David Salah sits on the South Sudan side of the Kaya river. A wooden bridge separates him from Busia, a border crossing in Uganda. He wears a black-and-red jersey and black shorts. His smile is friendly enough, but he keeps a well-worn AK-47 by his side.
Salah spent most of his early life as a student in Uganda, where he acquired the excellent English he speaks. In 2003, he moved back home to South Sudan. Since then, he has worked as a farmer in the fertile southern Equatoria region.
This is not the future he had in mind. Salah wanted to return to Uganda and study for a Bachelor of Business Administration at Makerere University. But, he says, the government would not sponsor him to go.
Salah believes the South Sudanese government keeps scholarships only for the Dinka, the largest ethnic group in the country. It is the community to which President Salva Kiir belongs, as do the majority of senior figures within his administration.
Like many non-Dinka in South Sudan, Salah thinks the government is solely dedicated to keeping the Dinka people in power. Kiir is backed by the influential Jieng (Dinka) Council of Elders and supported by military chief-of-staff General Paul Malong Awan.
To the bush
Salah is a Kakwa, a relatively small ethnic group that straddles southwestern South Sudan, northwestern Uganda, and northeastern Democratic Republic of the Congo.
Last year, he joined the rebel SPLA-IO, a movement associated with the country’s second largest ethnic group, the Nuer. But the insurgency is also attracting the loyalty of existing community-based militia in the Equatoria region and beyond – anyone to challenge the Dinka’s perceived hold on national power and resources.
Salah is a captain in the SPLA-IO. Asked how he thinks fighting will bring about the political resolution he wants, he laughs and says something about how this is the only way to bring about change in this part of the world.
Salah's comrade-in-arms, Samuel Denyag, was a policeman in the capital, Juba, where he says he saw ethnic chauvinism first-hand. Denyag claims his Dinka commanders fixed the books, adding dozens of ghost names to the payroll, and then shared out the proceeds among just the Dinka cops.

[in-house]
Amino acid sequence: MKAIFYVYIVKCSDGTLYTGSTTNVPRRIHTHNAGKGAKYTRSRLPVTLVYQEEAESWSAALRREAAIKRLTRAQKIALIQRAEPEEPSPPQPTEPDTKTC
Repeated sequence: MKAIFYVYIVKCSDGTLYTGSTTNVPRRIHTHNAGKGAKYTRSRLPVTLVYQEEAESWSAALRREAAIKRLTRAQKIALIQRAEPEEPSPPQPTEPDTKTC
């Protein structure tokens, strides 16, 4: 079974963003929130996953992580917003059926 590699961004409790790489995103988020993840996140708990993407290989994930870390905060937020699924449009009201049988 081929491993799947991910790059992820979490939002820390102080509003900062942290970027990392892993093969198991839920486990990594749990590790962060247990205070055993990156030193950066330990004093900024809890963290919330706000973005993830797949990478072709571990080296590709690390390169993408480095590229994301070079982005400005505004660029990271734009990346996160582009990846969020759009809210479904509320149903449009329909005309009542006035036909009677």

When South Sudan’s civil war broke out in December 2013, over a contest for power between Kiir and his rival, former vice president Riek Machar, Denyag headed home to western Equatoria. He joined the Arrow Boys, a broad militia originally formed to defend the community against attacks by Uganda’s notorious Lord’s Resistance Army.
The LRA are gone. Now there are new threats. Local anger has long been stoked by the encroachment of heavily armed Dinka cattle herders onto farmland, and the disappearance of young men in the government’s heavy-handed counter-insurgency operations.
As armed groups bubbled up in western Equatoria in 2015, some Arrow Boy factions threw in with SPLA-IO. Denyag was one of them.
Some of these emerging armed groups looked to be absorbed into the national army under an agreement negotiated in 2015 to end the civil war. But the accord didn’t last. Although Machar finally returned to Juba to join a government of national unity in April this year, three months later he was fleeing for his life, heading south through Equatoria and over the Congolese border.
Fighting followed in his wake. Yei, in southern Equatoria, was previously thought of as one of the safest places in South Sudan. But Human Rights Watch reported in October “numerous cases” of abuse by the army against civilians as they hunted for SPLA-IO supporters.
IRIN was unable to get comment from the government.
Among the most brutal of the government’s forces are the all-Dinka Mathiang Anyoor militia, created by Malong. They were instrumental in the purging of Nuer neighbourhoods in Juba in 2013.
The violence has spurred opposition, increasingly united in a sense of victimhood. It has also generated a cycle of revenge. In October, armed gunmen attacked a bus on the Yei-Juba road, separated the 21 Dinka from the other passengers, and shot them.